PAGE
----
Quite a unique product Residential Rental Insurance assists landlords by covering the income they receive from renting out properties and taking care of the legal costs should a tenant not keep to their side of the deal. There are different structures by which this is done and the terms may vary widely from one service provider to the next. This is usually for the account of the landlord although some service providers actually include the premium in the rental collected from the tenant monthly. It boils down to the same thing though as the landlord will receive less money monthly than what the tenant pays, the difference being the premium. This essentially means that regardless of when/how the money is taken it is paid for by the landlord.

7. Rental Protection

Rental Protection approaches the above problem from the other side in the sense that a tenant is safeguarded should they be retrenched or lose their job for a period of time. In this case the insurance kicks in on certain events which prevents the tenant from meeting their obligations. The tenant knows that they won’t simply be evicted as the insurance would cover their rental for a period of time allowing them the opportunity to get back on their feet. This is usually subscribed to and paid for by the tenant but is sadly even lesser known than the Residential Rental Insurance listed above.

8. Life Cover

This is also called assurance by some but refers to the same thing. Again some financing houses insist in the loan taker/bond holder taking out this type of insurance. It will pay out a set amount in the event of death of the bond holder and is intended to essentially settle the bond/facility over the property. This would allow the spouse and children of the bond holder to remain in their home without worrying about where the money for the monthly payments would come from. Regardless of the requirement of the financing house it is a good idea to take out this kind of insurance to cover the outstanding debts one has plus a further 20 to 30% of the total nett value of all assets held in your name. Families have been known to lose homes because of estate duties and executors fees that are easily overlooked. The best is to hold as little assets in one’s personal name as possible in order to prevent the freezing of assets inside the estate and payment of exorbitant duties upon death. This policy could be paid for by anyone but is in most cases taken out and paid for by the life insured.

9. Dreaded Disease & Disability

Dreaded Disease and Disability cover is usually taken to either pay a lump sum or replace a substantial portion of one’s salary (usually up to 75%) or a combination of these should you suffer a disability within your working years. It provides cover against various disabilities, stroke, heart attack, cancer and a variety of other disabling and/or terminal diseases. In some cases it is combined with life insurance and part of the same facility but it could just as easily be taken out independently. It is usually paid for by the life insured but some companies offer it as a fringe benefit to those they employ.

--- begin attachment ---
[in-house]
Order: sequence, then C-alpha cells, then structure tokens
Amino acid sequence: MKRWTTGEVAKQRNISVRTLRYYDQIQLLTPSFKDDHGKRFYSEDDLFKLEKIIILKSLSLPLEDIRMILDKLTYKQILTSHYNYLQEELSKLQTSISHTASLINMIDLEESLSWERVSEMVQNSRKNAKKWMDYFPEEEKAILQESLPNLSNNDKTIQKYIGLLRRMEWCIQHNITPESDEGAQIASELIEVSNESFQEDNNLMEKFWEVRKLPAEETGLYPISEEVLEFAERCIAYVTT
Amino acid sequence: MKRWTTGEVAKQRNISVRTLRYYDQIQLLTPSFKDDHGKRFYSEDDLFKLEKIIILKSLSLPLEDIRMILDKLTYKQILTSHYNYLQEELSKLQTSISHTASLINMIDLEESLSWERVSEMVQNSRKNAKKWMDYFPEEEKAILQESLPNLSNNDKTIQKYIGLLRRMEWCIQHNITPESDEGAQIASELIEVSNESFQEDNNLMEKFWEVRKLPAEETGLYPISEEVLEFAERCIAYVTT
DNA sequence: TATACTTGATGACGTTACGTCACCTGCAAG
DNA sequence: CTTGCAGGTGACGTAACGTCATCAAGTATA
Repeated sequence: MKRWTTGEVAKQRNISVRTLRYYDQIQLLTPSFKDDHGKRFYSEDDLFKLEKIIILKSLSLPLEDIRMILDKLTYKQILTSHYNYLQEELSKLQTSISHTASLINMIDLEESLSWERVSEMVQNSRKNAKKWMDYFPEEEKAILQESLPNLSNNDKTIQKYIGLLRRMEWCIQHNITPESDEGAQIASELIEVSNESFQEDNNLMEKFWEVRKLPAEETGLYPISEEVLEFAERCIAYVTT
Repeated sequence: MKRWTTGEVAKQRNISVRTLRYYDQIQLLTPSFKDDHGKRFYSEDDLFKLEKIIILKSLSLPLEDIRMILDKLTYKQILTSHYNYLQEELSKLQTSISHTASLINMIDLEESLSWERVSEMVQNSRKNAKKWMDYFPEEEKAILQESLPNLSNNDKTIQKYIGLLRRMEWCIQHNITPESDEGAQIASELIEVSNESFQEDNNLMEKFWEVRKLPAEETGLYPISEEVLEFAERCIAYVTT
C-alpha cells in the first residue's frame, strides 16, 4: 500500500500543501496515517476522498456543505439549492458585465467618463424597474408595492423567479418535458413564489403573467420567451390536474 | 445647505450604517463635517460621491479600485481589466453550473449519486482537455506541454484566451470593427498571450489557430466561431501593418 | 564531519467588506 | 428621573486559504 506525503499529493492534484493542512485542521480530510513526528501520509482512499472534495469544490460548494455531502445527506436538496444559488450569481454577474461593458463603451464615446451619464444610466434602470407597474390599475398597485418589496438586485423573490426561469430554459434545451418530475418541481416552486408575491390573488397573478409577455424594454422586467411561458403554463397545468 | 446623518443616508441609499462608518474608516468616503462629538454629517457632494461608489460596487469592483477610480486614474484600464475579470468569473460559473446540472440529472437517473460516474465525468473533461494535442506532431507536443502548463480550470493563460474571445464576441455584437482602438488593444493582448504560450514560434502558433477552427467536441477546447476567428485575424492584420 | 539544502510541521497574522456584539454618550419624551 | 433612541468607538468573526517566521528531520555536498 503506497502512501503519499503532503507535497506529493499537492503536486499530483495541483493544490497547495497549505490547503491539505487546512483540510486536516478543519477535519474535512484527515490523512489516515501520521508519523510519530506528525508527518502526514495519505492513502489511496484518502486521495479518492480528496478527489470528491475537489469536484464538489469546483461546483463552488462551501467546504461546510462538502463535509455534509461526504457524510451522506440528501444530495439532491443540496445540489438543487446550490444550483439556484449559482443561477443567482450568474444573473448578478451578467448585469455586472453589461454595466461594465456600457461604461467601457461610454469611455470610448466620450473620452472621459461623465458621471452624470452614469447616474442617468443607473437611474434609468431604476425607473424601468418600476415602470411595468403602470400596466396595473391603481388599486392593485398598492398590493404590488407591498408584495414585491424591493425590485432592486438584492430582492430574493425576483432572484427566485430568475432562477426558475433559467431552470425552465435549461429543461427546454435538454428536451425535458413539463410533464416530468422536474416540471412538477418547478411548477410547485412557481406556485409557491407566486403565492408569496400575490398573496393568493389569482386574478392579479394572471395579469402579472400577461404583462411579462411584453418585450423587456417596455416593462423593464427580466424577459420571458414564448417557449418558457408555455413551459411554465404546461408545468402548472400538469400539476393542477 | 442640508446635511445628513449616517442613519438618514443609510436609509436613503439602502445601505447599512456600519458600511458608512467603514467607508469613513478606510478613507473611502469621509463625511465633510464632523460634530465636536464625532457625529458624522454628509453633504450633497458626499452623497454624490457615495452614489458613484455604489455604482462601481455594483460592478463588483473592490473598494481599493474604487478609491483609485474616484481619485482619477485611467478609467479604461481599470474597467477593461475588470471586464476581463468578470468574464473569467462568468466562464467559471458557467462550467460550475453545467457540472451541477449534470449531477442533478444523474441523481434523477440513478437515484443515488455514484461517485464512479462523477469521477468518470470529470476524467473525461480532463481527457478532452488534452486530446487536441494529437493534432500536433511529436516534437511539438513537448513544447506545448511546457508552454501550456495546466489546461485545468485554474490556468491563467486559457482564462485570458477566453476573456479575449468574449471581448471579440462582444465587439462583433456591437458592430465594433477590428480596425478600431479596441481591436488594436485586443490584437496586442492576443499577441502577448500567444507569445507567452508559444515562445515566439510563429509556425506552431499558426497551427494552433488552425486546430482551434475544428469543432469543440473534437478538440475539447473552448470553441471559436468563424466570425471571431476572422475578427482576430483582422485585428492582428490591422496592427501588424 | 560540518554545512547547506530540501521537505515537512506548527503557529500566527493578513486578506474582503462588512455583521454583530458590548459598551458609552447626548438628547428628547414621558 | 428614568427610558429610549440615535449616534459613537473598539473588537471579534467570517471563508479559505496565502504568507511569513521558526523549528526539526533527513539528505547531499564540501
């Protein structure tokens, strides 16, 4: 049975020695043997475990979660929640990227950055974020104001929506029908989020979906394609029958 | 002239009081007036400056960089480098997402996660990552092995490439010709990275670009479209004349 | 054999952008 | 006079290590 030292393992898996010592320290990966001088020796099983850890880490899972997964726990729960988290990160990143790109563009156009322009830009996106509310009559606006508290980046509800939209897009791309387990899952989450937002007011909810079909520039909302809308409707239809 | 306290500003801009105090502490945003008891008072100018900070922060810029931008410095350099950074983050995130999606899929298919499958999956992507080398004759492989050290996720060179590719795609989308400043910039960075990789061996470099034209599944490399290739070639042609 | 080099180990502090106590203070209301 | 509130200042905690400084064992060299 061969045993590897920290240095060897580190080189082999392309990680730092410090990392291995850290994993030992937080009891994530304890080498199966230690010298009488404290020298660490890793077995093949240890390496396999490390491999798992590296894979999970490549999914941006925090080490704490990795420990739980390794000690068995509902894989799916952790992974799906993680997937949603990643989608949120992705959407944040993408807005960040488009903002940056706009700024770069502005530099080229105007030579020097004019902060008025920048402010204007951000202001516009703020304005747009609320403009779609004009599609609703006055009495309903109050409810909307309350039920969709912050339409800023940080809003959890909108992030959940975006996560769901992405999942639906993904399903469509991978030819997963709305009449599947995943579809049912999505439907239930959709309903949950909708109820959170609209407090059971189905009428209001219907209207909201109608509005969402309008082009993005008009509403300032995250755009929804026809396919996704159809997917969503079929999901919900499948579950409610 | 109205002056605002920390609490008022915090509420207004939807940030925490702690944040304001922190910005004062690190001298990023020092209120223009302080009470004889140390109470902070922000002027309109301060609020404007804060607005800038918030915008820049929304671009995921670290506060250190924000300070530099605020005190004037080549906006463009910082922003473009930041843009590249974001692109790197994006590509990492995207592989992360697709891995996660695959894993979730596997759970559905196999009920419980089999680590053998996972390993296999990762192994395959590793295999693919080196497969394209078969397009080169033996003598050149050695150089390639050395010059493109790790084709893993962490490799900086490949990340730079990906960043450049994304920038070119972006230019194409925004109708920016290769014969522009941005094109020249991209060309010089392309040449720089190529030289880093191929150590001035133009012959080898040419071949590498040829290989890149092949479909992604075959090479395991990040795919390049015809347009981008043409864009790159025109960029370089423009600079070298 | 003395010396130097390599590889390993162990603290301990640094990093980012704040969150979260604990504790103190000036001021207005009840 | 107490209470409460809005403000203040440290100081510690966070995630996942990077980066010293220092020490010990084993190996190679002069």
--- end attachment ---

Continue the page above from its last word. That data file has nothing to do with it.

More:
10. UIF (Unemployment Insurance)

UIF is a statutory insurance taken out by the state and paid for from the salaries of those that are employed. It is a statutory deduction that is taken off your salary and should be indicated on your payslip. This entitles anyone that has been contributing UIF to receive a portion of their salary for a number of months after they have been retrenched or whilst they are on maternity leave etc. It does not cover you if you have resigned out of own free will.

11. Unemployment Cover

Some people don’t trust the state (and rightfully so) as UIF’s reach is very limited and would only pay for 4 to 6 months typically reducing payments monthly as it progresses. For this reason they take out additional insurances to cover a portion of their salary for any period they may not work due to a variety of different causes such as temporary disability, being medically boarded etc. This insurance is there to help one to stick to your financial obligations regardless of whether you are actively receiving an income or not.

12. Buy-and-Sell Insurance

When operating a business (property or other) with partners it is sometimes wise to obtain insurance over each other’s lives. This means that each partner would have insurance over the lives of the other partners in his business, so that should one partner die, they would receive enough money from the insurance to buy out the deceased partner’s share from the company. This way the estate would have no claim to the shares in  the company and the remaining partners will not require the permission of the estate/executor to keep on operating the business normally. 

13. Key Man Insurance

This insurance again for businesses (property or otherwise) deals with the fact that there might be an individual whose death would affect the company badly. This key person would typically be doing things that only they can do or which is difficult to hand over to another person or where resources that can perform those duties are extremely rare and could cause difficulty in replacing them in the event of their death. As such the insurance pays out an amount (typically 7 times or less the annual salary of the person) in order to facilitate replacement of the individual and keep the company running with the assistance of consultants or other methodologies that may come at a premium. Perceived losses in business could also be covered from it.